Friday, June 11, 2010

"Jurassic Park" (1993)

"Jurassic Park" (1993)
Starring Sam Neill, Laura Dern and Jeff Goldblum
Written by Michael Crichton and David Koepp
Directed by Steven Spielberg

I can't lie, "Jurassic Park" is one of my favorite novels.  Its mixture of pulpy adventure and cutting-edge science-fiction struck me as a child, and it's stuck with me ever since.  Author Michael Crichton, a favorite of mine (despite the failures of his later years) crafted a story that appealed to the ever-present child inside of me.

As a child, like many others, I loved dinosaurs.  The massive, reptile-like beasts that roamed the Earth millions of years before my earliest ancestors are an appealing mystery.  At some point, I don't remember when, my father bought me "Jurassic Park," a novel which was obviously beyond my grade-level.  Yet, I read it, and I freakin' loved it.  My fifth-grade teacher thought it was totally inappropriate for me to be reading such a novel, and disapproved. 

In 1993, when I was merely 11 years old, Steven Spielberg's adaptation of "Jurassic Park" came out.  It would be the first movie I would ever see twice in theatres.

Bio-engineering company InGen, led by idealistic John Hammond (Richard Attenborough), has discovered a way to clone extinct animals by retrieving DNA from fossilized bugs ensconced in amber.  Hammond's vision is to set up a theme park, an attraction where people from all over the world can come and witness the amazing sights of a world long, long dead.  He recruits paleontologist Alan Grant (Sam Neill), paleobotanist Ellie Satler (Laura Dern) and mathematician Ian Malcom (Jeff Goldblum) to come and tour his island, named "Jurassic Park" before it opens to gauge its safety and authenticity.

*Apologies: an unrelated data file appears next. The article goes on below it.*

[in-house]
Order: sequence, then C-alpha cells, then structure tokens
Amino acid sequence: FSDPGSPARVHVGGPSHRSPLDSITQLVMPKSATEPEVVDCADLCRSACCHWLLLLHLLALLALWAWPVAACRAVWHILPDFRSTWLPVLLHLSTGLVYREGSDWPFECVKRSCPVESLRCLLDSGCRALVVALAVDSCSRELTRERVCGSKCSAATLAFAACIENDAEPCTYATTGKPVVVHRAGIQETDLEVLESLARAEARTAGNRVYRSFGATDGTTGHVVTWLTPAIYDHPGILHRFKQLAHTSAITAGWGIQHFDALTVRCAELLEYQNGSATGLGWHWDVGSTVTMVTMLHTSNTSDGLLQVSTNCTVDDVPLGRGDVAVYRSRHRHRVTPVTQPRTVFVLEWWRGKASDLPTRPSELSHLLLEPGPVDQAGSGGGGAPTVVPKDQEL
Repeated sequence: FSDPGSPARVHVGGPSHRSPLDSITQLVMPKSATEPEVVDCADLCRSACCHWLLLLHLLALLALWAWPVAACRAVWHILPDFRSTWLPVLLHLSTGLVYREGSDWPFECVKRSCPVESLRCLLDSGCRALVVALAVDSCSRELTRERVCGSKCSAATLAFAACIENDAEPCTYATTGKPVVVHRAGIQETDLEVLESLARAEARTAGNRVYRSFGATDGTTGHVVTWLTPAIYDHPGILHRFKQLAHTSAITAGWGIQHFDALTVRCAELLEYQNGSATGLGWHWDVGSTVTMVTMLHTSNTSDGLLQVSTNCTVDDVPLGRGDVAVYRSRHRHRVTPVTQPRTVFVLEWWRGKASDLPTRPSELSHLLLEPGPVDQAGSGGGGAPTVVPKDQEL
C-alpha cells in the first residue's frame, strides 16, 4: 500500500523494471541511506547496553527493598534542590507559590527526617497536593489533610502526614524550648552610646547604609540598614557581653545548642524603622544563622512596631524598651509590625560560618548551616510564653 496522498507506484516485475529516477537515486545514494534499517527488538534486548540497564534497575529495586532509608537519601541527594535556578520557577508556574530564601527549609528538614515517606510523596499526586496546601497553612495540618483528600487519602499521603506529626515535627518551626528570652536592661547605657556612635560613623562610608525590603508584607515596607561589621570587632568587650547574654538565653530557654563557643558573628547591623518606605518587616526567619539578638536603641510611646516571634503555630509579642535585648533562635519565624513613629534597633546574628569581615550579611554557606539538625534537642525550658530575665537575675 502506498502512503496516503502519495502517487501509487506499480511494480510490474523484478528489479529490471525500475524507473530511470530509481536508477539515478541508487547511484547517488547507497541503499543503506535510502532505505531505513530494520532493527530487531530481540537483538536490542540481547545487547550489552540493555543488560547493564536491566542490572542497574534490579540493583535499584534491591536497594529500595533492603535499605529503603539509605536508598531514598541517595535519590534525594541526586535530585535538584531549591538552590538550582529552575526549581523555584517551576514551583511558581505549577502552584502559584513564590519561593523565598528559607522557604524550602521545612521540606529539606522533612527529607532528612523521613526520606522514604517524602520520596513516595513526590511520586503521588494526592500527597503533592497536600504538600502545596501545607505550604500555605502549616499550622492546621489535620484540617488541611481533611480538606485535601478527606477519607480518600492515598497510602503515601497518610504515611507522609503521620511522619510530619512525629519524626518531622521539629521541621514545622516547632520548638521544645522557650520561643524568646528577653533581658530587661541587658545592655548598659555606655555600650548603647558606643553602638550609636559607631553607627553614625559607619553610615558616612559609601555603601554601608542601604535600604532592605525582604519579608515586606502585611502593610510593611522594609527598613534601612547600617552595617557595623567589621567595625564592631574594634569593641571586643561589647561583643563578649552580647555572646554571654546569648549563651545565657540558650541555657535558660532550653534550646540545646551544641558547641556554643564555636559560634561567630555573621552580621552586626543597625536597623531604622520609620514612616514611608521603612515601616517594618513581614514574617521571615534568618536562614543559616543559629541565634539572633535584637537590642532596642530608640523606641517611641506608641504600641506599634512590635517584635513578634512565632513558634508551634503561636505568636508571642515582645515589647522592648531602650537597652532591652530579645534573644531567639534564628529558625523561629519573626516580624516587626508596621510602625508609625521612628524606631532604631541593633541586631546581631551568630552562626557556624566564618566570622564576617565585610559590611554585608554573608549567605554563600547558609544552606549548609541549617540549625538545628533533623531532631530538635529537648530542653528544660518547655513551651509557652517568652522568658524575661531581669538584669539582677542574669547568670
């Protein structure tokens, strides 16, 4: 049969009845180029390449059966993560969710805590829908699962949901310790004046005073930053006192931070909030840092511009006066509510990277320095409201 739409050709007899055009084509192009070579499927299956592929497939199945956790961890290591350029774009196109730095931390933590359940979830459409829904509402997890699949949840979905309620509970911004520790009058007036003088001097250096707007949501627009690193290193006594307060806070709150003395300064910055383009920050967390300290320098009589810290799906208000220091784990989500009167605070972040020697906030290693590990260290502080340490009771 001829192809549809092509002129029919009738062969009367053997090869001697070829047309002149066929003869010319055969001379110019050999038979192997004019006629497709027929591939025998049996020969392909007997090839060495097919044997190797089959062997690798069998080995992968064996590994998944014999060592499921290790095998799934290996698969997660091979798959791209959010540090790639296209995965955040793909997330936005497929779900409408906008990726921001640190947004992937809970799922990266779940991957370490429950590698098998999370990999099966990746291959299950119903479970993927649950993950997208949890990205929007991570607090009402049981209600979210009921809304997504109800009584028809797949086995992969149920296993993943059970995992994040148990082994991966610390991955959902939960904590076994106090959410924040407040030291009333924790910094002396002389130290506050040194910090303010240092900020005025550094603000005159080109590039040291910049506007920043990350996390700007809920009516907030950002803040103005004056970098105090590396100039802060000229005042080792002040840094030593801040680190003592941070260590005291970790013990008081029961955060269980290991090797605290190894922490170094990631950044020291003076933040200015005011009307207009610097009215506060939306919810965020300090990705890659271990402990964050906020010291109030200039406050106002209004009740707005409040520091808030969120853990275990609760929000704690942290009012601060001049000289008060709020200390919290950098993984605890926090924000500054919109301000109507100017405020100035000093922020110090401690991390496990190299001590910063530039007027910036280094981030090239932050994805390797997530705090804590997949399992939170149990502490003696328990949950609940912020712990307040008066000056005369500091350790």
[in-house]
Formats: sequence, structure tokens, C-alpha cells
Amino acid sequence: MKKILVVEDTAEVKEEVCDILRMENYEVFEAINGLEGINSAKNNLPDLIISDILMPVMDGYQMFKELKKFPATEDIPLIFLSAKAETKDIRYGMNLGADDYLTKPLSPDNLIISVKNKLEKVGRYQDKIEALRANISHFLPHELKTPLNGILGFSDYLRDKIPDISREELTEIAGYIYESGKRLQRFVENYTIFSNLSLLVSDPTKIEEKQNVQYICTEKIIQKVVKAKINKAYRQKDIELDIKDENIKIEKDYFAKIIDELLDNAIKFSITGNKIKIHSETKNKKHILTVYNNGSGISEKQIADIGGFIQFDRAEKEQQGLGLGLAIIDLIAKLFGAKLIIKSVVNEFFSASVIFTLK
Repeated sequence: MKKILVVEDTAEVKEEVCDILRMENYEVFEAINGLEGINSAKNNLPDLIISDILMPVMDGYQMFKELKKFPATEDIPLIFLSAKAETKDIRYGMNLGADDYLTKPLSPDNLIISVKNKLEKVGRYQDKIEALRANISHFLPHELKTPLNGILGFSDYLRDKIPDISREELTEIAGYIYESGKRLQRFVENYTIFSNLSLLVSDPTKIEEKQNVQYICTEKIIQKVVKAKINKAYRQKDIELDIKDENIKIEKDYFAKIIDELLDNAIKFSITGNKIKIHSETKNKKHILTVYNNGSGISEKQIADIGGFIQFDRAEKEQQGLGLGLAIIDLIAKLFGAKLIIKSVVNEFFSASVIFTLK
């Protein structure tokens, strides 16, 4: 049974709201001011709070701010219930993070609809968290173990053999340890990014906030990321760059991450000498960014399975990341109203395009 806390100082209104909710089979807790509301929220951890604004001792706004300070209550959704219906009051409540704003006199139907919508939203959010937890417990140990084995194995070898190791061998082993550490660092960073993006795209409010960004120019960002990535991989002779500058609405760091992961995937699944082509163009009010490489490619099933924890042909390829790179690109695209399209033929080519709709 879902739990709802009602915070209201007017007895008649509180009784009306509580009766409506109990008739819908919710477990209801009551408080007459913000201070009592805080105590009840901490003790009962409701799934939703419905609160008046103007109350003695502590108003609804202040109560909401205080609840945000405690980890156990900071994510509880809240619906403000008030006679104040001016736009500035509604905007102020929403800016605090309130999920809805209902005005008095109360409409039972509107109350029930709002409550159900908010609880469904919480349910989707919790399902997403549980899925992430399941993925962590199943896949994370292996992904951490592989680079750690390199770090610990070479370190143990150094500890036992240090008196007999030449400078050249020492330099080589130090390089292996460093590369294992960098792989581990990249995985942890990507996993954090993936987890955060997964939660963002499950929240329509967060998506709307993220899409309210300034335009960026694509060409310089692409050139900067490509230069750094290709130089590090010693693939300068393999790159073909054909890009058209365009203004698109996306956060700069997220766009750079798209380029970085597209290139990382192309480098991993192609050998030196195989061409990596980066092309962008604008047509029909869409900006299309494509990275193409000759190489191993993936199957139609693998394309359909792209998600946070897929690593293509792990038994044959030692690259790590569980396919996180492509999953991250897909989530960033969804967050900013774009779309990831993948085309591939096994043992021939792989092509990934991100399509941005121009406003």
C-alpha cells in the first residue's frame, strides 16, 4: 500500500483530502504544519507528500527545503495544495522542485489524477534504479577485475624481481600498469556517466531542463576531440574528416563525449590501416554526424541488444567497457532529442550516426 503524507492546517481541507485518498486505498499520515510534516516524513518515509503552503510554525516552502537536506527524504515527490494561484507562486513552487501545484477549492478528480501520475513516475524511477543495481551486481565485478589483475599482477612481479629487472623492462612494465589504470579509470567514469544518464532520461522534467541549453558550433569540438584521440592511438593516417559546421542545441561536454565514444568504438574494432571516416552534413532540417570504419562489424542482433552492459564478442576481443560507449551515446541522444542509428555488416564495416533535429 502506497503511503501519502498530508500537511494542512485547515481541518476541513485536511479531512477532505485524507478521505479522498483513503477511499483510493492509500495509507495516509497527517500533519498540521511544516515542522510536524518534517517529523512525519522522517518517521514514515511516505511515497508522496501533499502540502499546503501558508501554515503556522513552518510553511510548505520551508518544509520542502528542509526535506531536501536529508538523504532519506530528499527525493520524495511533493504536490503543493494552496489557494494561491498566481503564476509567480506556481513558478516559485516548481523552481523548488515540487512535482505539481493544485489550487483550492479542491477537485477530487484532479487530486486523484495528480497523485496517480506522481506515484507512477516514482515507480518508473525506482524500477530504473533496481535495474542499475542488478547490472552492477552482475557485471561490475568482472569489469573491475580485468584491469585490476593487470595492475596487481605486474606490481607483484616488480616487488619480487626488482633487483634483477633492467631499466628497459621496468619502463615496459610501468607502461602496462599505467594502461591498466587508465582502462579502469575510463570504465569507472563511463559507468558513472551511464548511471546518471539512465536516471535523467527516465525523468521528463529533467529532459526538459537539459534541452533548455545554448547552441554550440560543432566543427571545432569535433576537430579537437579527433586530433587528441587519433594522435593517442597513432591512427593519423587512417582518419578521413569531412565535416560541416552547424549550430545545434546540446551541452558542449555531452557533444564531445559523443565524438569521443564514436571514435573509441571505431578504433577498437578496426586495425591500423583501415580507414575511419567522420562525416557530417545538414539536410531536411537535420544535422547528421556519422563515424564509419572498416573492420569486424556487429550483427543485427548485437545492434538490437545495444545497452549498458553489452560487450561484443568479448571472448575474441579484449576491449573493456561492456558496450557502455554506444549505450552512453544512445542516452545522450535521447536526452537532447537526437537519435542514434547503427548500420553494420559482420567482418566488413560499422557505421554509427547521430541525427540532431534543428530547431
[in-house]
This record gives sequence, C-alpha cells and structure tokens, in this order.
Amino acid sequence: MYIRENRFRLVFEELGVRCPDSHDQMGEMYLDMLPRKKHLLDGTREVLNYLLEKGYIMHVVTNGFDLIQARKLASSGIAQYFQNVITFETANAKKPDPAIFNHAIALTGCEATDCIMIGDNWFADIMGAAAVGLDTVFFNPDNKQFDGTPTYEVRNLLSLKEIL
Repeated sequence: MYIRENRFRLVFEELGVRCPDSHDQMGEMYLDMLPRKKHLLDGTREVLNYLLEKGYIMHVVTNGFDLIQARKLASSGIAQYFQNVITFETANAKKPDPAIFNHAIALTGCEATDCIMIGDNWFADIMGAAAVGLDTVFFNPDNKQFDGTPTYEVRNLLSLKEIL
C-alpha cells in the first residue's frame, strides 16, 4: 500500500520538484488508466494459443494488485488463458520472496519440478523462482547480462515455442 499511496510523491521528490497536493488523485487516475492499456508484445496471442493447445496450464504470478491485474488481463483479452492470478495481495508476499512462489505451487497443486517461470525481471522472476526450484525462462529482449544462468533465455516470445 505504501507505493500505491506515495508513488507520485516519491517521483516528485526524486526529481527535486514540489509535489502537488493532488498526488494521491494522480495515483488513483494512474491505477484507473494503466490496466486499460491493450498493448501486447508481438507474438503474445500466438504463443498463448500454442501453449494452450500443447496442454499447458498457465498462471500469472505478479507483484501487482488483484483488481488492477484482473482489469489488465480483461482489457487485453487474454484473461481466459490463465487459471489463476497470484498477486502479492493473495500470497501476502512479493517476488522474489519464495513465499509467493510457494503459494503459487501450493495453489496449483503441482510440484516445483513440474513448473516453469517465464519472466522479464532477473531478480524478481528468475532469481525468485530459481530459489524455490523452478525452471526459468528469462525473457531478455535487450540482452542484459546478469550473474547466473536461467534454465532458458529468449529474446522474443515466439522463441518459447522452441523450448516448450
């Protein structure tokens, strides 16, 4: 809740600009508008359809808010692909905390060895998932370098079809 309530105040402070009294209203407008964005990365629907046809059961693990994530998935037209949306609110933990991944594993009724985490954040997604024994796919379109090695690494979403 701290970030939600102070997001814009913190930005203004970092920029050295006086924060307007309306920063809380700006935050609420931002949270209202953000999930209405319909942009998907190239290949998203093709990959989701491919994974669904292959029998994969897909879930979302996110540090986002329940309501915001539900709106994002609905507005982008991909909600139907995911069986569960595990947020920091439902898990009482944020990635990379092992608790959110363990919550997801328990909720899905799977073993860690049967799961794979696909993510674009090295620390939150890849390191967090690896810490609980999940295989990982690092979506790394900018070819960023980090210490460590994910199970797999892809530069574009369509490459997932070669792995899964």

Not long into their tour of the island, industrial espionage by computer expert Dennis Nedry (Wayne Knight) leads to a power outage that releases the dinosaurs from their pens to run amok across the island.  Grant, along with Hammond's grandchildren Tim (Joseph Mazzelo) and Lex (Ariana Richards), must make their way across an island full of dangerous creatures that have been extinct for tens of millions of  years to safety.

What a great, fun movie this is.  It could merely have been just a watershed of special effects, with ILM's groundbreaking CGI visual effects.  But instead, master craftsman Steven Spielberg created a film full of fun characters and fantastic, iconic action sequences.  John Williams delivers one of his best scores of the 1990s... "Jurassic Park" is a winner all around.

There's no question that "Jurassic Park" changed film forever when it was released in 1993.  The CGI dinosaurs meshed seamlessly (and still do!) with live-action footage shot in Hawaii.  Even 17 years later, "Jurassic Park" is still a visual feast to behold.  The centerpiece sequence where the Tyrannosaurus Rex attacks the tour cars looks amazing and totally real, and is a thrilling, iconic piece of filmmaking from a master director.

The film also popularized the then-little-known Velociraptor, a pack-hunter dinosaur that would become the franchise's signature "villain" even more so than the T-Rex, favorite of under-12 male children everywhere.

But beyond all the slam-bang wizardry, the movie is simply impeccably made.  With an interesting message about the dangers of science over-reaching its bounds, ground-breaking effects, fun characters and thrilling action sequences, "Jurassic Park" is a modern classic that can't be missed.  It just appeals entirely to the kid within me, with a sense of wonder and fascination that I can't deny.